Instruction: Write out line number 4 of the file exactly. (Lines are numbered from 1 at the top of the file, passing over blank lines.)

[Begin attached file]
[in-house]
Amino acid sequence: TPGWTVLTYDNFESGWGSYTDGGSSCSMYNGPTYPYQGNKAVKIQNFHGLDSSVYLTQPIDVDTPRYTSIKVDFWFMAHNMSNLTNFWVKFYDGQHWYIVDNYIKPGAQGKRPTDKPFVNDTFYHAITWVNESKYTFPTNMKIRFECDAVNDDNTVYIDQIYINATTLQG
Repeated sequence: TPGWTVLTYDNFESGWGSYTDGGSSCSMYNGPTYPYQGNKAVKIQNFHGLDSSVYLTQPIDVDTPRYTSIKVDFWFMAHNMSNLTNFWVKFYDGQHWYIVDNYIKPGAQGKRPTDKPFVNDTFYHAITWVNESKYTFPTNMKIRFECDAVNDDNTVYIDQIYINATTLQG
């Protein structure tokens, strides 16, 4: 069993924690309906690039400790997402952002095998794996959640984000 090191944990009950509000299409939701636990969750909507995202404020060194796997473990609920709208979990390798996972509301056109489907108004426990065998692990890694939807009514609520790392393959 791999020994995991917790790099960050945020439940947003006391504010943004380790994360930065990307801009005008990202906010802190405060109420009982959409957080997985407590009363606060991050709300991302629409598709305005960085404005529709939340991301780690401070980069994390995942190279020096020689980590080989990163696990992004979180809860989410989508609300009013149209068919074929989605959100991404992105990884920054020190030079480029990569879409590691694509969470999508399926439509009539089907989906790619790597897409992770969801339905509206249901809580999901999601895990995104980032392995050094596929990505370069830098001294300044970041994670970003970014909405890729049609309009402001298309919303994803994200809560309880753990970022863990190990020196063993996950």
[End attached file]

């Protein structure tokens, strides 16, 4: 069993924690309906690039400790997402952002095998794996959640984000 090191944990009950509000299409939701636990969750909507995202404020060194796997473990609920709208979990390798996972509301056109489907108004426990065998692990890694939807009514609520790392393959 791999020994995991917790790099960050945020439940947003006391504010943004380790994360930065990307801009005008990202906010802190405060109420009982959409957080997985407590009363606060991050709300991302629409598709305005960085404005529709939340991301780690401070980069994390995942190279020096020689980590080989990163696990992004979180809860989410989508609300009013149209068919074929989605959100991404992105990884920054020190030079480029990569879409590691694509969470999508399926439509009539089907989906790619790597897409992770969801339905509206249901809580999901999601895990995104980032392995050094596929990505370069830098001294300044970041994670970003970014909405890729049609309009402001298309919303994803994200809560309880753990970022863990190990020196063993996950």